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Erlang in multi-lingual systems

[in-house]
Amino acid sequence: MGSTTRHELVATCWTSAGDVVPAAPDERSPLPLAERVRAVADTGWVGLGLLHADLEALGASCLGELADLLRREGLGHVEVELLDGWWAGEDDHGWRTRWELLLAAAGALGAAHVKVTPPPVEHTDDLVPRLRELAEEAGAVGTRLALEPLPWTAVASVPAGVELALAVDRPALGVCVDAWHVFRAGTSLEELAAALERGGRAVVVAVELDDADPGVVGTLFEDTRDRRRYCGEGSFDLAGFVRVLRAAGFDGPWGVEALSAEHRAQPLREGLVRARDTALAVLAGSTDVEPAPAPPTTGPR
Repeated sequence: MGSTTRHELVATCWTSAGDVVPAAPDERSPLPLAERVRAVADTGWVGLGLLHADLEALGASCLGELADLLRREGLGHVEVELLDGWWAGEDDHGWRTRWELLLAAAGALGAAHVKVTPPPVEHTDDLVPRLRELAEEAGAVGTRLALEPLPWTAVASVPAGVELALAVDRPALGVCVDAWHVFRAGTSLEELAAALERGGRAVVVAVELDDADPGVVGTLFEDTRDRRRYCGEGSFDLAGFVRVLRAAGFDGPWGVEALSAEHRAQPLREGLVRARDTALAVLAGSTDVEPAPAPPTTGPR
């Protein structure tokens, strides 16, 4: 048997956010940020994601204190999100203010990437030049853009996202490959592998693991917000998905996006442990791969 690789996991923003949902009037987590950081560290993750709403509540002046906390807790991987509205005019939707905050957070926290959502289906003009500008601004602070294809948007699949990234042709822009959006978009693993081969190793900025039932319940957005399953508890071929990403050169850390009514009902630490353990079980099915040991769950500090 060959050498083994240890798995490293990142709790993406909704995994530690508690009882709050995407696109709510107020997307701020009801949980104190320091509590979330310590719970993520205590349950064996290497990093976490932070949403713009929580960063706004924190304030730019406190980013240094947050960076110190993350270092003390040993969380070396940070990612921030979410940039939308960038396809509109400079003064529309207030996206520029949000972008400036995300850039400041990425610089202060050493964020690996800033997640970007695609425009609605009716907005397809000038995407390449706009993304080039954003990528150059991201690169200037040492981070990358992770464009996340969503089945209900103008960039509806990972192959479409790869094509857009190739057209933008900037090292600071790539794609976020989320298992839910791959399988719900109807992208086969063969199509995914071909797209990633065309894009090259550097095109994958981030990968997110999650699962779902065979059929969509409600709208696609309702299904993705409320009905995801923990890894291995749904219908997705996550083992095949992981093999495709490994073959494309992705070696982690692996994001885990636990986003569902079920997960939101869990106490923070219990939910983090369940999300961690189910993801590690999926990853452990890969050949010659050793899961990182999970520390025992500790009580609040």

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so yes I'm Robert willing I was originally a physicist way way way back when yeah it was a lot of fun until I discovered programming and then I wasn't wasn't a physicist anymore okay yeah but um I started working for Ericsson and eventually end up in their computer science lab will we did a lot of interesting things amongst other things we developed a like a number of us left around 1999 to form a company called blue tail which was one of the first companies outside ericsson to build products using Aling Aling had been open sourced in 98 this was in the middle of the IT boom and it was a lot of fun and really weird in many ways then the IT boom ended we'd been brought up by nortel networks and they started cutting things amongst other things cutting us ah and me and I started working for Swedish military procurement yeah that's I thought it was very strange as well to zoe's I had a lot of fun we didn't do any programming military procurement doesn't do things that buys things but I i had the pleasure of working with computer games in the military so it wasn't too bad then I four and a half years ago I started working fouling solutions I came back into the a line fold officially some of the things i'll be talking about here are things I've done during that time so the thing here is that yeah they say principle language expert it depends which card I have what I am right so I don't really know anyways so I in multilingual systems that's the whole I do it here and I think the start off is just want to say that we in the owling community especially a long developers with very great believers in things like no language is good at everything okay this is not saying you can't program everything in any language you can write but most languages are not good at everything yes you can do all this stuff and see if anyone's ever tried it you only do once and if you can do it and see of course you can do an assembler I mean why bother going up when I can do things in assembly and also the right tool for the right for the job so there there are a large number of tools out there they all tools or languages or systems or whatever you want to call them and they good at doing different things so as you use the one if you have a specific set of things you want to do pick the language that's best for that and what you find generally find is that any large system different parts of the system will have different requirements so it's not always logical or sensible to try and program everything in one language that can sometimes be conceptually difficult to convince people it's not always easy but I very much very strongly believe in this so we're going to look at a bit about our case now we can look at programming building using our line the a line system for doing different language with different languages and why you'd want to do that so we're going at a number of couple going upwards from the base system here so we have the beam which is the a-line virtual machine will look at some of the properties of that then we'll look at different levels of languages so our wood good names for like all native languages they're running on the beam and they're using the beam as the beams intended to be used and non native languages they're running on the beam but they're not doing what they're supposed to be doing and then you've got external systems and hopefully the end a little bit of discussion when you use them ok so so what is the beam first question here so it's the it's the name of the a-line virtual machine and what it is it's a virtual machine to run ali really that that's exactly what it is no more or less and like other virtual machines is designed for running something something specific I mean if you take the JVM the JVM design for java then it depends what were you coming on top of it within that base anyway so what what's what's the basis of the beam of the a line system so what are the properties that beam is trying to give you right and these the first slide here these are things about the a lanx system and all these things have direct support in the beam so none of these things are built on top of it so I mean if you're looking at our line you'll see a lot of things look like library calls but all this stuff is built into the machine at the very low level so there's support for lightweight massive concurrency their support face synchronous communication there's process isolation the error handling primitives they're all built into the Machine and directly supported in the machine continuous evolution the system which in this case means being able to do hot coal oding other people mentioned that before that again that primitive so that's built into the machine the soft real-time nature again that was somewhat that was a requirement we had that's built primitives or the basis for that's built into the Machine and support for introspection and monitoring so the things that should say mentioned with the observer the primitives for doing that they're built into the machine so there are lot of their support for introspecting into a running system which something was something very interesting for us because we would have work on these type of systems where you could not take the system down to look at it so you want to be able to look at a running system or in production and just introspect to see is it behaving strangely is this process behaving strange things like this for now most of those things are sold and what if you're going to implement another language on top of it are directly what you really wouldn't worry about except for receiving messages because we use pattern matching to select which messages you want to receive and pattern matching sort of more up at the language level right then you've got things which are more two more at the language level and again all this stuff is built into the machine support for doing this so yeah we have a mutable data of course we also direct support in the machine for doing pattern matching of course it's a functional language with support for that so the top three are just sort of basic things you'll find in functional languages nothing strange we have a predefined set of data types so one thing you cannot do is define your own data type the system machine does just doesn't support it it has its own concept of code of modules and how they work and what they can do and what they're supposed to do you cannot get around that another one there is no global data in the system at all if you there there's just the thing to get around after whilst comes extremely natural there's no problem with it but the same thing same thing with all these and these are the type of properties if you're implementing a language on top of the beam like our line is what you will exactly see so what happens if you do want to add a new data type so our line has something we call records it's just the structure with tact with name fields but we can't do it we have to fake it because there is no support in the a line machine for implement adding new data types so we fake it we use an existing data type of topple and we have a special format and we say that the first element of topple is name of this record then you've got the field straight in there so this is the way we do the new type we're just faking on top the old time talking about languages here which languages in this case basically anything they can be config files they can be yourselves they can be real and languages anything doesn't really matter what we're talking about here there is in the airline system or the o2 billing OTP there is a set of basic tools you can use to help you write languages this is nothing strange i mean what you'll find that most other languages and systems as well there's a lexical scanner generator it's call leaks it just happens to look very close to lex there's a yekke a parser generator and lalr 1 parser generator which pretty much does the same things yak but for the alling stuff and there are there are other tools for building and working with code as XML parser a couple of them and of course there's the compiler for doing a lot as well so the compiler has been designed in such a way you can you can input things and get things out of the compiler at different stages you don't have to put a file in and get a file out you can put code in at various levels and work things happen so this is quite nice so what I plan out looking first what I call the native languages right and what you end up is basically the new skins for an all ceremony if nothing else don't get anything else out of this talk and you hadn't heard that record by then it can't go listen to it it's great it's fantastic so yes so what what what what this means here is that if you're going to implement a language sort of natively using the basic properties of the beam you're going to end end up with the same type of execution at the lowest level the same type of execution as you get nailing because that is what the beam is designed to implement so the virtual machine the language go very much together here now you can put new syntax on top of it you can do different packaging but at the bottom level this is what you get and there is just no way around that in that sense the virtual machine is very unforgiving and all of the facts I mentioned the property as I mentioned they're all very much interlaced with each other so going in and changing something is really difficult to do because you'll affect everything else for example you might say well why can't I do mutable data I mean it can't be too difficult to put a fix in there to fix mutable data then you'll effect all the garbage collectors you will affect other properties of the process management and stuff like this as well too so all these things start it will affect each other once you start fiddling with one thing it spreads so I'm just going to mention two languages here that are at this level one is alexia which shows a was talking about this morning and one I call that a fee which is play with a line and both of these work in sort of this level there are skin on top of the existing system you have the hour-long virtual machine the beam at the bottom you have our line you have OTP which is which is a set of libraries for our set a design patterns how you use the language to build systems things like this they're all there and then you put your new language your new thing on top of that so you have your new language you'll have a new set of libraries you'll have whatever you might be but the base level you'll still have the same thing and yeah that's why the basic properties lender language you end up being that and you make full use of what you have there I mean there's been a lot of work into libraries to make them usable for building reliable systems and again I can also say getting back to the properties of the system and ander the language when we were designing that the language we're also also thinking about how you would actually use to build a system so the features aren't in there just because we thought they were fun that we're there because we've thought we felt that with those features you could build reliable systems on top of the language we're using the language so that it's very much integrated with what's in the language and how you intend to use the language okay so the first one I was going to mention is LFE which is my baby and the goal here was just to provide a lisp with a with all the list goodies you used to having right so truly home iconic has has a real macros I mean Lisp macros yeah and it's seamless interacts with vanilla Lang an OTP so i can use everything in there you can use it together with that with OTP so you can write modules in our life in LA for you can have modules now lying it you interact with them everything like this as many lists it has a small base core language most of the lot of things you see a macros and it's seeing is directly going down to our line it's the same speed as writing things a telling you know you're not paying anything extra for doing this that meant you had it couldn't be any of the existing lisps you cannot be cannot be common lisp or can't be skiing because they just don't have the properties or have other properties which yelling machine doesn't support and the goal was not to extend the machine so there's no mutable data for example we only have the standard data types we have records but that's nothing special there we have the we don't have say common list packages namespace packages because they they just don't work in our line we have the a-line modules instead macros are at compile time because the machine only sports a compiled code so you can't have macros there it's a lisp to enlist instead of all this one I'm not going to go in turn to you and again it's as fast as it the other major alternative on directly implement on top as a native languages is of course Alexia and the quote from the home page it's a dynamic functional language designed for building scalable and maintainable applications that's that were designed for it's for those who have seen it all those haven't seen it it's the influenced by Ruby but it's definitely not Ruby on the ellen video it has made meta programming capabilities by macros they can't really play with the syntax but otherwise have a pretty good macro package there and it has a lot of libraries and interfaces which have been standardized and rewritten so if you want to compare it to it to LFE it's a thicker skin than LFA is for ya it's also been influenced I think quite lately quite a bit by closure as well to its getting closure type properties in there as well yeah so for example with it with the data types okay it has records but I don't think they're really very much used their main i'm guessing just to interface airline necessary but it has a concept called the struct but i've just said you can't define in your data type structs they're built on top of maps and you have a special key the underscore underscore struct underscore underscore key which gives you name with the struct and that tells the tells the alexia system that this is not just a normal map it's a struct and said and gives you a set of operations for working on structs amongst other things you can get compile time checking of the keys you're using which is one very nice feature one reason why you want it yeah so so that's that's that's a fe and alexia and both have this problem that whatever you want whenever you want to make it look like at the bottom level you have this execution model then you continue on top of that you can put nice things to make it give you the properties you want on the features you want you can add new libraries you can add other features for you can of course you do all your own packaging as well that doesn't affect so yeah so the next level I was going up is okay with language is still on the on the ailing machine but I'm these the ones are call not a native languages because we're now when we're going to go beyond what the ailing machine directly gives us an dad you've add new functionality at new semantics and new data types planning for so there are different semantics different out there and not definitely not our line data types and non our lang handling and data so here we're here we're going to say yes we have these languages and they have these properties and we're going to implement these properties and these are two two options i have i've done myself there's one color log which is a prologue implementation and is loyal which is a lure implementation running on top of the yelling machine and the ER log it's a standard prologue you can go look up it was a subset of standard prologues if you go look under standard prologue booking cooking connected directly to a login and you can see everything like this but of course this has completely different semantic smelling ok thanks functional prologues logic and has completely different semantics so we have backtracking we have logical variables we have unification and always things but there is no direct support at all for this in a line so this is something you have to implement in your langdon your language implementation on top of our line to get the language to work fortunately here we have a pretty good mapping between our line and the log data types except for logical variables because they're sort of destructive but they're not and they do strange things but so here what we've done is we've kept basically kept most of our line data so the data at data handling is pretty straightforward as in our lane but we've put another semantics on top of the we have to implement that there are a number of ways you can do this or I if anyone was talk about this later but I hadn't planned to go through now but so here we're changing the semantics of the language and it's a decidedly different semantics the other ones loyal and implements lower standard straight five to lure straight out of the manual and I like Laura okay you fifa if I have to work with a non functional language I think it's a very nice language it's small it's neat it's imperative is dynamic it's lexically scoped it has mutable variables has mutable environments has global data mutable global data all the bad things right yeah after a while you get stuck honestly so I quick pushy get slightly surprised here you get so used to working with the mutual data you sort of get surprised mutable data how to actually use this in any sensible way right we well if I do start right at modifying things I'm going to i'm going to start destroying things for someone else I mean if you haven't work with the immutable data it's fantastic because I know data will never change under my feet whatever anyone else does if I have a reference to a bit a date to a block of data will always be the same and I won't no one can ruin that for me so having mutable data is really weird look that was a bit better yeah so what what we have here is the semantics the language pretty much follow a line this it's a simple functional language so you can basically compile it straight almost compile it straight down into our line the difficulty here is the data so it's quite restricted in data types there is an ill which just means nothing they've got bullion's it has true or false it's got numbers just floating point i think the latest version has integers but I'm not really certain if they are if they're real integers or just floats that behave like integers have to check that it has strings which are immutable strings to strut nothing straightforward and then it's got tables so all the all the difficult bits and the good bits are in the inning are immutable key value global mutable key value tables and they use tables for everything right it's for tables it's for rays they use lists well the kitchen sink as well everything is a table and if I have sharing a table between different parts of the program and I make a change in the table those changes are visible everywhere which is completely different from Ali so here the problem is not the semantics that's pretty straightforward here the problem is managing the data in such a way which law which law requires and this is it's a nice it's actually quite a nice little language they could do quite a lot with the tables actually it's not object oriented but you can write object-oriented code on it and define classes and class hierarchies and things like this because it has something called meta tables you can work around with so you can do a lot of stuff in there I think one of the major problems I see with it it's not there's a lot of things that aren't standardized and they've become very very and then that not to standardize them so they don't really have a lot one module that way of defining modules have different ways of defining modules we'd sort of work together well they don't depart from that's a very nice language so you have these two languages you've got the prologue you got the law and they will not run director on our line the prologue needs needs working with it with us with the semantics and the lower needs working with the data but they're running on that system the other that now we get to the third level this is external systems now we're talking things that aren't directly running on the owling machine and there are a number of ways of communicating with the outside world or communicating with an on our line world so we have we have a line ports and sometimes as well something called linkedin drivers we have nifs which are natively implemented functions we have see notes so i can actually program other other other operating system process to look like distributed airline notes and their support for that we can also use across use UDP or TCP to talk to other things as well but I'm not going to make go through that so yep starting our imports okay to need to face the outside world this is actually the oldest mechanism we have in the language for communicating with the outside world and it makes the outside world look like processes look like our line processes so I sorry I mentioned this but I mean a lying is very processed based basically do everything in processes there are asynchronous communication you send messages for communicating and sharing data and processes this ports are linked ports make the outside world look like processes so if you want to do something the outside world you send a message when something happens in the outside world you'll get a message from it so yeah alling is very reactive in that sense and we've been reactive for about 25 years right so we've been yeah so yeah I love reactive programming but I do not see that I do not see the bit but where is new and innovative to be honest so yeah we've been buzzword compliant for many years record and yet it elling ports behave like processes I can send messages to them like the error handling works on on on the ports as well to their failsafe okay in the sense that if one of the external processes crashes is not going to crash my alling system and one of the things you tend to become when you're working with a line you become tend to become very paranoid right what if I do this will that crash me we're not talking about crashing a few a long process we're talking about crashing the ailing system here alling processes are fine so yeah this is very sale safe because we're talking about either operating system processes if they crash for some reason the worst thing that will happen is the port will get closed basically you're sending byte byte streams that's how you talk with outside world's most general thing we could dream up your send sequences of bytes the outside world the stream its of its unique spy pro tcp connection socket there is support for packaging these things it's very basic you can say I want to pack up my things with 2012 or four byte lengths in front of it not just as that there is support for encoding and decoding our line data structures so there's there's a bunch of C library so I can actually send an hour-long data structure to it and from the seaside I can unpack that and work with that just as a very simple simple example but but the most trivial one I could find here this is just an external small external C program which I could start up with a port and I can communicate with the point so I would send it lines it will read the lines and think F get s and they just print the line back to the standard output so it'll get input from our line in still on each standard input and we'll send stuff back to our lying on its standard output we're just printing here and after the printer if we have to a flush of course to get the thing actually send it out and if so if our line closes support then the input then the standard input here will close and the f get S will returns will return no showing its closed then we'll just terminate this process and goes away so this is extremely simple but the simplest port process on the airline's side you could do something like this we can open it there's an open port command and we this just says born we're going to start an external operating system program the interface is a stream but we're actually putting a little bit of extra semantics is on top we've got some built-in line handling so we're gonna talk about 880 character long lines here so it will actually read lines and this is just just to make the last function of it easier so we can have an echo line function here we're give it a port and the line I want to send to the port the first line here just the port that just sends this message to the port and the hour-long system will decide the year we're sending a message and we'll pipe take that line we sent out that the stream of characters will send out and just send off the of the operating system process and then we'll just sit sit and wait for the reply okay so this is a stream so there is no guarantee that we're going to get all the returned values in a packet and the other end we're talking about the no guarantees that everything we send in one go it will get us it will get us as one one packet of data that's why we're using the f get S which actually reads until it gets a new line so here we have to we have to sit in the loop and read until we get the underline and that's what the first Clause the port does their data this is a bit of help we getting from the port driver saying here now it's got a line it's got the end of the line here and this is all the whites here then we'll just write it out if we're getting characters from the second Clause here we say well you're getting more characters will append those to accumulate until we collect everything in the whole line and then we just happen so this is just a very simple code for doing stockings but you see here that the port is it's just like a process like it and like any other process there's a protocol for communicating with us nothing strange about this it just happens to be bites okay this is good but sometimes you don't actually want to do something I want to port but I don't actually want to do it in another operating system process so there's something called linkedin drivers which just allows me to move functionality into the a-line virtual machine though this is predefined interface for doing that and I can do that and from the outlying point of view it behaves like a port I open it in the same as it would be a port but it just doesn't open the operating system thing at page does internally and it's usually what can be more efficient than normal ports because I'm actually don't have to send the data to another operating system process I don't have through context which is everything like this so it could be very good the a-line file system file interface it works through LinkedIn drivers for example the problem here is there's there's no safety now linkedin drive is there c code they're running inside the ailing emulator if they make a mistake the whole system crashes so basically no safety nets when i'm running these type of things so that's a trade-off yes it's faster but i'm offering safety so it's trade-off there for the second method are nifs the native we'll implemented functions and they allow me to implement functions in C but to call them from our long as if they were a line functions so it's a foreign function interface now because I'm going to be calling them without from our long I'm going to be calling with our lang data structures i'm expecting hear back our line data structures so there's a large library for accessing the data structures which allows me to access state alling data structures there is support for threads if I want to actually run other threads inside the operating system processes well from from the from the nifs but again there's no safety because this is just C code running in the emulator if something goes wrong there the whole thing just crashes straight down but sometimes this is very nice sometimes what I want to do is a very see based or function based interface and I have a bit of small example here this is real code that by the way this is an IT I I to see bus interface that runs on a raspberry pi this is a couple years old version of probably improved it since then but this is this is AC function which I can then call from our language I'll show you on the next slide and this is just how the interface looks here so I call it I give I have this in n which is just some form of the hour-long environment I get nog see saying how much many arguments this was called with and I have an arguing here's an array of the arguments and what I first do is I unpack this array and check am I getting three integers that's what the first if does I'm expecting to get three integers unpack the integers and put them in FD the file descriptor the address in the length that's what that does if I don't do that I'll return it and make a bad argh about to return something which generates a bad argument for need from the a lang syne then the second bit that that is just the interface the i2c drivers on the on the on the pie so I'm just setting which which address i want to talk which file just using the file descriptor saying which address I to see address i want and then i'll just read this many bytes from that address and then i'll build a binary an hour long data structure binary and then i'll return that has returned value for the function and if something goes wrong in the ioctl or the read i'll just jen again just generate a bad idea so this is a real bit of C code it's a very simple one about the best I could fit into one page for doing things for well actually does something this this this actually worked this code actually worked there is more in this package there was something to write the i2c is to open and close them as well as so how do i call this from the alling site so here we have a little loop i wrote to do these so one problem here with this I to see interface I can't do one thing at a time the buses just happens to be two pins that they're going to be flipped up and down all the time so if i try to do multiple reader writes at the same time to that then it's going to really bomb out completely so i have to make sure that i'm only doing one thing at one time in other languages you might use a mutex do that so i could just block who's doing it in a long you tend not to use mutexes and yeah so so what we have here is a loop and the first two of the reed and rights they just straight calls into it the second one I want to do a request i want to rely want to send something or off from a dress wait little bit and read but have to make sure no one else does anything in the same time so I'm blocking this I'm only having one one a long process which accesses this some we r 2 c-bus and i sit in that request and wait so I do eyes do the right I sit a wait for a bit and then do the read the last one just is even more that just I can give it a list of requests I want to do is in one atomic operation so this is just a typical way of interfacing the outside world and howling you very seldom use mutexes for locking you generally have a process you communicate with which goes through the outside bar so yeah so the final ones see notes they're writing an external OS process that behaves like a distributed our line note so the a-line distribution mechanism for them I can send using at normal airline distribution normal airline sense to do that it's failsafe because we're running on a separate operating system processes and it's a natural interface from our line because I'm sending and receiving messages for the outsides without side note and again there is a large library for interfacing this from the other side man and making it behave like like an a-line note because now expect certain things and game data I couldn't find a good small example for that but if you go to this address as colleague of mine he's written a lure interface using cenotes running the standard or so yet now very quickly so what why why would I use which one the native language is of course that gives me complete access to the Erlang of the vm everything it's definitely the fastest way to run code on the ellen video because i'm using i'm using as good as I can do it the downside is it's I'm limited to what the language can do the non native languages in this case the Earl the prologue and the lower they've got good access to the to the vm i might have to write more interface modules and stuff that they're quite good accesses it's very fast data transfer because they're still just in just inside the a line system like anything else there other they are other languages when we're not we haven't restricted ourselves here to a line in that sense but generally they'll be slower than a normal implementation of those languages outside although one guy was saying though my lure implementation actually went faster than the standard lure for some things and I'm I have to work out because that they shouldn't do that it shouldn't go fast these are costs can be costly to implement lowers a small language and the prologue is actually quite a small language as well so that's quite good but you wouldn't do something like Java in this because it's just a sheer amount of doing things in Java and that's why you do you have the external systems of course you can talk to anything it's not just language systems I can talk to other other things in the world of I might have for example big applications or large set of libraries written in certain language it's just completely infeasible to rewrite those in a line either just sheer work of it off the efficiency like doing the the mathematical computations right you just wouldn't do that knowing you can but you wouldn't therefore you don't exit your airline to access other things like Ericsson does they did they do the signal processing in specialized hardware but they're using our line to to control and manage that which is a very good split up for so you can monitor and manage systems is very good for elings very good for monitoring out the systems we sort of control freak so we like to keep control of other things but we're very good at that downsides generally slower interface and it can be safe or unsafe whether I'm doing just using a normal port which cases say forum user linkedin drive which case Beyonce Fergie and yet we do worry about safety you I mean one of the things you one of the things one reason you come to the a line sister ecosystem at all is for well it's for the concurrency and for building fault tolerant systems if we start worrying about if you can crash the whole machine nothing strange there okay that's about it that's me and I'm generally very bad as you've seen of having pictures I've got two pictures so that's that's pretty good going for my talks right and i just had to do this okay so i could unfortunately I could not fit the no cat in somewhere so yes but okay